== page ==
Receiver validly appointed after Supreme Court interprets “close of business” as being 4pm
The Supreme Court has found that a Receiver was validly appointed, after upholding the trial judge’s finding that “the close of business” had been correctly interpreted by the bank as being 4pm.
The appeal followed an application initiated by an originating notice of motion filed on 13th July, 2012 in which Paul McCann (‘the Receiver’), invoking s. 316(1) of the Companies Act 1963, sought certain directions in relation to the exercise of his powers as receiver over the property and assets of the companies Elektron and Crossplan.
The appeal was narrowed to one issue, with the appellants, the directors of both companies, challenging the validity of the Receiver’s appointment on one ground, that, on the basis of the relationship and interaction between Irish Bank Resolution Corporation Limited(‘IBRC’), which appointed him, and Elektron and Crossplan and the appellants, he could not have been validly appointed at the time the deeds relied on as appointing him were executed.
The facts surrounding the case were similar with regards to both Elektron and Crossplan, therefore the Supreme Court provided background only to Elektron by way of example:
IBRC was the successor in title as mortgagee under six Deeds of Mortgage made by Ekektron in favour of the Irish Nationwide Building Society.
The earliest mortgage, dated 9th October 1998, contained a Clause which allowed for all monies to become immediately payable and the security to become enforceable if the Society issued a Notice in writing making such demands.
It also contained a Clause allowing the Society to appoint a Receiver over the charged assets, including the property.
Prior to appointing a Receiver, IBRC issued Demand Letters to the appellants on 15th February 2012.
These letters demanded an aggregate amount of €986,397.90 from Elektron, and €25,170,660.24 from Crossplan.
The seventh paragraph in the Demand Letter, which gave rise to the appeal, stated:
“In the event that payment is not received by close of business on 17 February 2012, we are entitled to and reserve the right to enforce any security given to us to secure the facilities made available under the Offer Letters, to take all such actions as are permitted under the said security (including, without limitation, the appointment of a receiver) and to take such steps, as we are lawfully entitled to, to recover all monies due by you to us.”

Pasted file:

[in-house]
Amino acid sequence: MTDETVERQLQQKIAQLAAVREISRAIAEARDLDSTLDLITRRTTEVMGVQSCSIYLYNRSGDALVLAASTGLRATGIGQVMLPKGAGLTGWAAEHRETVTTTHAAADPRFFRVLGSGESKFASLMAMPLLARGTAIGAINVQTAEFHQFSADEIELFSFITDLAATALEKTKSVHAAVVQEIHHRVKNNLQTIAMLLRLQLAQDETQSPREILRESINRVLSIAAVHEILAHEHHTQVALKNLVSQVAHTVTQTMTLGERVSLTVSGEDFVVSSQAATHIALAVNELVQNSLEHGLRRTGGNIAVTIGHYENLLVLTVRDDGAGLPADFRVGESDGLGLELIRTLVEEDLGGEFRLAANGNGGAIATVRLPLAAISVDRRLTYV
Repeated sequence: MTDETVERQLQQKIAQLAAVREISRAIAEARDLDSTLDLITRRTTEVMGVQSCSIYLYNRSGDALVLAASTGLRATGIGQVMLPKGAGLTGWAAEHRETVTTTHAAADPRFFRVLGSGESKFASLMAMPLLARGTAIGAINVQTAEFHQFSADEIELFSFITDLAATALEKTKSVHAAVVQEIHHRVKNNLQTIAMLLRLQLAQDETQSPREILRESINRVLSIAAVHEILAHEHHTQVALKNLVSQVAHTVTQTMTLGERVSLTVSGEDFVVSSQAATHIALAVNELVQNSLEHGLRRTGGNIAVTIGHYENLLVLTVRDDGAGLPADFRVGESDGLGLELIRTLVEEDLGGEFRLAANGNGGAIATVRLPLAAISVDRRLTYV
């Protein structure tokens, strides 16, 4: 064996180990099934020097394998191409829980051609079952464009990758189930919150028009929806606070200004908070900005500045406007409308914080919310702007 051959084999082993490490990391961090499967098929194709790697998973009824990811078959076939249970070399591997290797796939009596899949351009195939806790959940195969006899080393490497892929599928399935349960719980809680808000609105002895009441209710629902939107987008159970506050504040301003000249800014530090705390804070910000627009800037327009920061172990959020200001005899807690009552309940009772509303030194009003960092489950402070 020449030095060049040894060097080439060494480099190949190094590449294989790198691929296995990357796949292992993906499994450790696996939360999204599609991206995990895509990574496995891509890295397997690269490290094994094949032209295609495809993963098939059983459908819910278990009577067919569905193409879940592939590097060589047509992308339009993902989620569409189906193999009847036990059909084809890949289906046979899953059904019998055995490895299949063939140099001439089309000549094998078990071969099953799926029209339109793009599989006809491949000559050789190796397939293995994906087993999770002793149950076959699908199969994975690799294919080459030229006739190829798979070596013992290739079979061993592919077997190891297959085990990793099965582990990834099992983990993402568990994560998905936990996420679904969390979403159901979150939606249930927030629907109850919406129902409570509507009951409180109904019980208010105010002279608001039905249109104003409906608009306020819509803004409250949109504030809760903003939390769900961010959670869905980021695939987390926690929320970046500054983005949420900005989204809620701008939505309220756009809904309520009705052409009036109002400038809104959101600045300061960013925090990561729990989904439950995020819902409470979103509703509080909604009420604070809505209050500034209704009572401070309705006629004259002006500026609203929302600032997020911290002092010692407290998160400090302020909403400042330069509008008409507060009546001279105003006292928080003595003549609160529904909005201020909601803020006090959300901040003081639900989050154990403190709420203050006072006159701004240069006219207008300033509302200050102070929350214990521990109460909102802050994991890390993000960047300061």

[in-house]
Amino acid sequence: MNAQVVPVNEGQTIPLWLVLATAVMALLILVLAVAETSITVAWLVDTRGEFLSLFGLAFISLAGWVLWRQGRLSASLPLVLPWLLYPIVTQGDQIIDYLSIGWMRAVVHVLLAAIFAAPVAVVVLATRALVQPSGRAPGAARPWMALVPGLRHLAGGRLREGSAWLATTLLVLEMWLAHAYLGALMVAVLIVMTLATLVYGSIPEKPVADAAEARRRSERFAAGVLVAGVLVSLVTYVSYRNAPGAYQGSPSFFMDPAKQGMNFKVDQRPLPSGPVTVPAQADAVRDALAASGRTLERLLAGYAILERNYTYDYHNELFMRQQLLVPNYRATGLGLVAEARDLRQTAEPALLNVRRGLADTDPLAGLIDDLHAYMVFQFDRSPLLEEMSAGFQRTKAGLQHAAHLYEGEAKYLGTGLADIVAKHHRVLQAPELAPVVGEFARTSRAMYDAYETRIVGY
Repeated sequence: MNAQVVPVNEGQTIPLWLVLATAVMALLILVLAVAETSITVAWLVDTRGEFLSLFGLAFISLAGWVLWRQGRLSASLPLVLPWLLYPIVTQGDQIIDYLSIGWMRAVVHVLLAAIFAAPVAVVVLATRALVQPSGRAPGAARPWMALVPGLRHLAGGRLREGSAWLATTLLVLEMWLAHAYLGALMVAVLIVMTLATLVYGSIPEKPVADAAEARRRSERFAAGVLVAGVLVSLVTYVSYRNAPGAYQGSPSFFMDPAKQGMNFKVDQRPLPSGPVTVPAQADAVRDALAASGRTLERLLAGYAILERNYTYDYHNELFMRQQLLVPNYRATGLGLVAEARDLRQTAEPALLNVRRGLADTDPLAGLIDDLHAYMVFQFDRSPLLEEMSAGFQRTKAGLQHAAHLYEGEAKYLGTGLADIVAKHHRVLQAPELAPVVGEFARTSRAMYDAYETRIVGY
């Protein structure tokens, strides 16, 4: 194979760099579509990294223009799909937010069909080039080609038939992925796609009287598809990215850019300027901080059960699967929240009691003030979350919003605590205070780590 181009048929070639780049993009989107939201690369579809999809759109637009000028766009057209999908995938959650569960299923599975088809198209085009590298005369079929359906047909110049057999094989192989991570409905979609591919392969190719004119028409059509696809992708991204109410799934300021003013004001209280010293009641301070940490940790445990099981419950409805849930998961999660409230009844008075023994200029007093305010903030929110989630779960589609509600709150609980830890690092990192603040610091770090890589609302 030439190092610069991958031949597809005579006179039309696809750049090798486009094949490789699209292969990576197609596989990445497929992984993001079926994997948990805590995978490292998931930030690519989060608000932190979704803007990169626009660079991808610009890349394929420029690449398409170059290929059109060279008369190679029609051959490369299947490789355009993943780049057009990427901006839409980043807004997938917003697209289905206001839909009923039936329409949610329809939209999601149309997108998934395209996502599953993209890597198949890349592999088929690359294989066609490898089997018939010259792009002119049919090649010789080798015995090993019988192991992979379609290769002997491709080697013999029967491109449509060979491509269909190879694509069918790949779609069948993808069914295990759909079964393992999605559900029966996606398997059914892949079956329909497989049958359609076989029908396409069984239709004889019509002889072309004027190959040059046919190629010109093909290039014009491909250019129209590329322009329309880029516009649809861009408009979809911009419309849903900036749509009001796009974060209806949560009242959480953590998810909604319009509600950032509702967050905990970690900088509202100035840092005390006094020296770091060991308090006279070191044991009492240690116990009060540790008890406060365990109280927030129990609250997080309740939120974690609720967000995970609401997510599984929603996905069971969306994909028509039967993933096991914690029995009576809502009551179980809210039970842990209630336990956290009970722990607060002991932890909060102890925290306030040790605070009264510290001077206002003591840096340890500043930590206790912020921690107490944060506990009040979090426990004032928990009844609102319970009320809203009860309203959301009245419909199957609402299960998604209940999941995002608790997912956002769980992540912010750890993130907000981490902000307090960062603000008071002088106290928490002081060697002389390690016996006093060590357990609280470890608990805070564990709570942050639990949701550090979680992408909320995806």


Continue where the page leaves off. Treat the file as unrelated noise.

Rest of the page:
The appeal concerned the interpretation of the phrase “close of business”. The appellants alleged that as the Receiver had been appointed at 4pm, he had not been validly appointed, and that the power of IBRC to appoint a receiver only arose after “close of business” on 17th February 2012.
It was submitted that the trial judge had erred in concluding that close of business meant close of banking hours and also that banking hours were from 10am to 4pm.
Secondly, an alternative argument advanced was that, even if the trial judge was correct and close of business meant close of banking hours and that it occurred at 4pm, the power to appoint the Receiver was not exercisable at 4pm on 17th February, 2012 because the Demand Letter stipulated that IBRC was entitled to appoint a receiver if payment was not received “by close of business”, which it was suggested meant at or before 4pm. Therefore, it was suggested that the power was not exercisable until after 4pm.
Citing Merrow Limited v. Bank of Scotland Plc IEHC 130, the appellants argued that any ambiguity should be construed against the Receiver.
The Receiver argued that it was not necessary for IBRC to await any default in repayment of the monies demanded by the Demand Letter, but rather the legal entitlement to appoint a receiver arose as and when the sums became payable and the security was enforceable, which, it was contended arose on the service of the Demand Letter without anything further having to occur.
The Supreme Court found that the trial judge had been correct in finding that “close of business” meant by 4pm that day, as that was the end of the banking day.
The Court noted that “the end of the banking business day is the point in time when the relevant bank ceases to do banking business with its customers. As the trial judge found, in the case of IBRC, the end of banking business occurred at 4pm on Friday, 17th February, 2012.”
In relation to when a Receiver could validly be appointed, the Supreme Court noted that “one might ask why should IBRC have to wait a minute, as distinct, from, say, a nanosecond, which I understand means one thousand millionth of a second, before exercising its power? That rather facetious question does not have to be answered because once the deadline is reached and the prerequisite is satisfied by non-receipt by IBRC of the payment demanded, the power to enforce the security is exercisable.”
Accordingly, the appellants’ submission that the Receiver was not validly appointed was rejected on both bases on which it was argued.
In summary, the Supreme Court found that “the trial judge was correct in interpreting “by close of business” as meaning by 4pm. The proper interpretation of the preposition “by” in the phrase is that it indicates the deadline for receipt by IBRC of the payment demanded. The deadline occurred at 4pm, whereupon IBRC was entitled to enforce its security.
The appeal was therefore dismissed.